It is perhaps surprising, then, that their enviable reputation could be irreparably damaged, unless a UK reprocessing option is not established soon; after all, if Tetra Pak items are always left at kerbside (while other companies’ packaging is regularly taken away) Tetra Pak could soon be perceived as the eco-friendly processing and packaging company that’s ‘being left behind’.

After the closure of the Smith Anderson plant, Tetra Pak asked several UK paper mills to participate in ‘trials’: the mass incineration and recycling of millions of used Tetra Pak cartons of all shapes and sizes (particularly all post-consumer beverage cartons); however, this proved unsuccessful, due largely to increased energy costs.

Although shipping the used cartons to Sweden (and its neighbouring countries) obviously costs more in transport expenditure, the Scandinavian option still works out cheaper for Tetra Pak overall.

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Carbon footprint of household food waste

April 9, 2011 at 1:57 pm

The water and carbon footprint of household food waste has been recorded for the first time, showing environmental effects in the UK and globally.

A new report, jointly published by Waste and Resources Action Programme (WRAP) and World Wildlife Fund (WWF), claims that water used to produce food that is then wasted by UK households, amounts to 6% of the UK’s water requirements.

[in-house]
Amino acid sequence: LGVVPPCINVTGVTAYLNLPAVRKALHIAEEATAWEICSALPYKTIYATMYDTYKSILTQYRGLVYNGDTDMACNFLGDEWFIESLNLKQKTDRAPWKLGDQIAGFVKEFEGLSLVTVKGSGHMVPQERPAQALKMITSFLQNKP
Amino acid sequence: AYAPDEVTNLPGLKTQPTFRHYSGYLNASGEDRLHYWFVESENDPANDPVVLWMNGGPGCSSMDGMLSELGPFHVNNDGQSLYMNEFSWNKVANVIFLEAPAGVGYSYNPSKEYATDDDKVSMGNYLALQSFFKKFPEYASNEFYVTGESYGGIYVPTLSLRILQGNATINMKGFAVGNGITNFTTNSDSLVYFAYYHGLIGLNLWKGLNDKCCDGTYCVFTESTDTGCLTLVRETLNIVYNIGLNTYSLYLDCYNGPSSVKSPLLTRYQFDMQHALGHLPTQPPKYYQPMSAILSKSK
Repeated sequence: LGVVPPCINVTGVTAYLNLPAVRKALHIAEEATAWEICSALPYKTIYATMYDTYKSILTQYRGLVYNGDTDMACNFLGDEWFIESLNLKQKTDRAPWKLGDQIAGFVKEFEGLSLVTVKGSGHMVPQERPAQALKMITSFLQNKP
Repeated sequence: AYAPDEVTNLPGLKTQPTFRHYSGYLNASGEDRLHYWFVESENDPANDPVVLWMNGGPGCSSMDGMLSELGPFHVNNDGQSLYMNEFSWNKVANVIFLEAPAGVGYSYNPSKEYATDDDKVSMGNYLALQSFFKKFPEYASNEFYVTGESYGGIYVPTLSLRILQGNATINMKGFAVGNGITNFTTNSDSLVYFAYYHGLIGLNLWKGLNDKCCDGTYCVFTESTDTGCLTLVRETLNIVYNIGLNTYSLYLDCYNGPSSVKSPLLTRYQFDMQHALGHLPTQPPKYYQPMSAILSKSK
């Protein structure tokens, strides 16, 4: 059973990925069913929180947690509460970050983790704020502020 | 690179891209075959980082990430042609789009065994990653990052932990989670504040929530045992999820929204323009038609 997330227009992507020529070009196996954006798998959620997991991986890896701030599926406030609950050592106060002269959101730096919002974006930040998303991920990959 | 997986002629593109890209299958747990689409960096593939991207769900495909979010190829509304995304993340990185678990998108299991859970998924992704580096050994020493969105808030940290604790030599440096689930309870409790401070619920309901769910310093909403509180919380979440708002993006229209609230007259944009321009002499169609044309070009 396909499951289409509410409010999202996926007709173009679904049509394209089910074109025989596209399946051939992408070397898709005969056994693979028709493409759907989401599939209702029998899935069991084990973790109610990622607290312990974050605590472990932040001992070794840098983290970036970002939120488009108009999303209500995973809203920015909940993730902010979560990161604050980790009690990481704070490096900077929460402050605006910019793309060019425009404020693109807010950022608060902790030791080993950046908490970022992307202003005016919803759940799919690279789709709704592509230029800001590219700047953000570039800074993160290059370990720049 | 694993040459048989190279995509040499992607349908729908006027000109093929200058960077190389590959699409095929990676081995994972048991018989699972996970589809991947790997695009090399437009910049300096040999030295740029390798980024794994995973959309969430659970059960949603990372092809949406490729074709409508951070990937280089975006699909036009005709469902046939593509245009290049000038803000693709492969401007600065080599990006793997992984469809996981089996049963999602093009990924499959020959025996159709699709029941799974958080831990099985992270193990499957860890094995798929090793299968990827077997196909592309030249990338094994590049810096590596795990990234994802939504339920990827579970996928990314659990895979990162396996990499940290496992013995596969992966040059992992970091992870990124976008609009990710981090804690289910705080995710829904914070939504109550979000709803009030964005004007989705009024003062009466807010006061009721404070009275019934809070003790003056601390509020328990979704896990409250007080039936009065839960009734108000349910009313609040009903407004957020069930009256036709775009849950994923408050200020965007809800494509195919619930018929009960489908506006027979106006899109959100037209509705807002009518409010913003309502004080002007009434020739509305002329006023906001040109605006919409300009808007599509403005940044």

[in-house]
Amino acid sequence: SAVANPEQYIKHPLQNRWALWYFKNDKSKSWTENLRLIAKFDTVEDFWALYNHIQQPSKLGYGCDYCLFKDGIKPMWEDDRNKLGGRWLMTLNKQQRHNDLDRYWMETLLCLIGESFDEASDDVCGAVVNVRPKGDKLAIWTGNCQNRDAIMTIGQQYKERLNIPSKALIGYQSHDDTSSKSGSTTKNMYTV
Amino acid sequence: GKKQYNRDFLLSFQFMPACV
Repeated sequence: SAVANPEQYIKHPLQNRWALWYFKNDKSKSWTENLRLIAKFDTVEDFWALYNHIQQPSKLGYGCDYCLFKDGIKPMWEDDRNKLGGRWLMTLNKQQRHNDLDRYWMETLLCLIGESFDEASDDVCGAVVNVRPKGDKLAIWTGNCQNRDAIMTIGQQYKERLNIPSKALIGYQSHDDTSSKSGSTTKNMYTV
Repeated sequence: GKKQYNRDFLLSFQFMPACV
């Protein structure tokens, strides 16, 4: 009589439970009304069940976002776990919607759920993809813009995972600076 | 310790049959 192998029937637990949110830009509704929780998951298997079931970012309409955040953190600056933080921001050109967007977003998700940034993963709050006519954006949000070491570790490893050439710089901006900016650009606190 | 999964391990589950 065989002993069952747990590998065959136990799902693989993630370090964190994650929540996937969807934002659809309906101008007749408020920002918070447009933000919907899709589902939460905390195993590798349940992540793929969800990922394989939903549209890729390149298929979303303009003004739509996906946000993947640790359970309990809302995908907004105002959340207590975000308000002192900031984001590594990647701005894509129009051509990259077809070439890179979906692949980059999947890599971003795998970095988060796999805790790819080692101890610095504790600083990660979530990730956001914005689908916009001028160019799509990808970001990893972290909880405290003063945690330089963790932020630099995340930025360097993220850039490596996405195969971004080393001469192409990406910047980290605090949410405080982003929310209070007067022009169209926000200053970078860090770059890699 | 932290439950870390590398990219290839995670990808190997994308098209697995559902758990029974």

The water footprint from the UK is worked out by calculating the amount of water used to provide goods and services around the country. Research from the report found that the 6.2 billion cubic metres of water, used to produce 5.3 million tonnes of food that is wasted each year, is almost twice the annual household’s water usage in Britain. This works out to be approximately 243 litres per person per day.

The new research follows reports in 2009 from WWF and WRAP that identified avoidable food waste as having a value of around £12 billion, when the majority that is thrown away could have been eaten. Moreover, apart from the financial costs when food is discarded, the water and energy used to produce it is not recovered, it explained.

According to the report, food that is wasted in the UK every year, is responsible for up to approximately 3% of the UK’s domestic greenhouse gas emissions, along with those added from overseas. This is the same as the emissions created by 7 million cars each year.

In the report WWF and WRAP highlighted the importance of preventing food waste at all stages of the supply chain and said that by reducing waste from food, positive steps could be made towards addressing climate change and poor water management.

Liz Goodwin, chief executive at WRAP added that “growing concern” over the “availability of water in the UK and abroad and security of food supply”, meant that it was “vital we understood the connections between food waste, water and climate change”.